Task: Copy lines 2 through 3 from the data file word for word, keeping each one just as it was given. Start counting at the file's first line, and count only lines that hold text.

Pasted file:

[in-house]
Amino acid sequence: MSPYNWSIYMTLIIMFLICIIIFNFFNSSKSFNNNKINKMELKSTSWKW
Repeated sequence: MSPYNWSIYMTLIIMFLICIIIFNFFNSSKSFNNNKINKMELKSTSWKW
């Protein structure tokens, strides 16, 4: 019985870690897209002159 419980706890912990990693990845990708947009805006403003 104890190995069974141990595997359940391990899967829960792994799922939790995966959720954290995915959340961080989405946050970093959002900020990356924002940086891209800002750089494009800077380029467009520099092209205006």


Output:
Amino acid sequence: MSPYNWSIYMTLIIMFLICIIIFNFFNSSKSFNNNKINKMELKSTSWKW
Repeated sequence: MSPYNWSIYMTLIIMFLICIIIFNFFNSSKSFNNNKINKMELKSTSWKW